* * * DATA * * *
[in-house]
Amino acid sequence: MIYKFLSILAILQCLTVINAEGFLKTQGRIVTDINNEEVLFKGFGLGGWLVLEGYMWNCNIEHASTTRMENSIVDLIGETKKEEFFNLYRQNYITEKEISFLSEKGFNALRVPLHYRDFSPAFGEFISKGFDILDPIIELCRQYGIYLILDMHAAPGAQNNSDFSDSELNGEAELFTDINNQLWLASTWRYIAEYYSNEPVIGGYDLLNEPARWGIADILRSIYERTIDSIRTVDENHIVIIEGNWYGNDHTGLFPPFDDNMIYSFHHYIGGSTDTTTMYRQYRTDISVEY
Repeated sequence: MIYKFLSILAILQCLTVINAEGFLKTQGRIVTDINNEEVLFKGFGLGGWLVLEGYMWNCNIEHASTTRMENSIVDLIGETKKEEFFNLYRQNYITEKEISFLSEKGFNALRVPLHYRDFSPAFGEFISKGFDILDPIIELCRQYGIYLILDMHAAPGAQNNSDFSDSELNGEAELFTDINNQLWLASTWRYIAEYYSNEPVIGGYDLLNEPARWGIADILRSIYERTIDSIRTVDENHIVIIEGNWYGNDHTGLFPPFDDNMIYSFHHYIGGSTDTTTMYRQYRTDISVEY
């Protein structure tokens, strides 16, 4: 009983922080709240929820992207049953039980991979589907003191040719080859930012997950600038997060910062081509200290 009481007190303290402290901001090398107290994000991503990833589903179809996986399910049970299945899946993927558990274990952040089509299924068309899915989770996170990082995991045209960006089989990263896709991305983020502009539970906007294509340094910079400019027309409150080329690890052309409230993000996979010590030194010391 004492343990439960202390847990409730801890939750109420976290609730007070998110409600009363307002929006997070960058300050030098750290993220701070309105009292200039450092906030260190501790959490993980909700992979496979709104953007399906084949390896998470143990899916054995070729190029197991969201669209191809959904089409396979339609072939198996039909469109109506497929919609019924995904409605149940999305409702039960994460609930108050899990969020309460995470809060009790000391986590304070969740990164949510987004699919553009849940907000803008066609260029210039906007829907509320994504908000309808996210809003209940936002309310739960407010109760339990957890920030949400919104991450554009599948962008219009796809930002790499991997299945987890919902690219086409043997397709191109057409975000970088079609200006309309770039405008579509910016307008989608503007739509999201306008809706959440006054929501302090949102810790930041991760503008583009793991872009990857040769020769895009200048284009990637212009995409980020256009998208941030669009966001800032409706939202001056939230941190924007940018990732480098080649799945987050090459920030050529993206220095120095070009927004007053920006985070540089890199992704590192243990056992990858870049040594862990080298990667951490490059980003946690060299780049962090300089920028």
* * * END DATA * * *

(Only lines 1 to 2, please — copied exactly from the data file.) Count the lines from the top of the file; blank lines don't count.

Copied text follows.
[in-house]
Amino acid sequence: MIYKFLSILAILQCLTVINAEGFLKTQGRIVTDINNEEVLFKGFGLGGWLVLEGYMWNCNIEHASTTRMENSIVDLIGETKKEEFFNLYRQNYITEKEISFLSEKGFNALRVPLHYRDFSPAFGEFISKGFDILDPIIELCRQYGIYLILDMHAAPGAQNNSDFSDSELNGEAELFTDINNQLWLASTWRYIAEYYSNEPVIGGYDLLNEPARWGIADILRSIYERTIDSIRTVDENHIVIIEGNWYGNDHTGLFPPFDDNMIYSFHHYIGGSTDTTTMYRQYRTDISVEY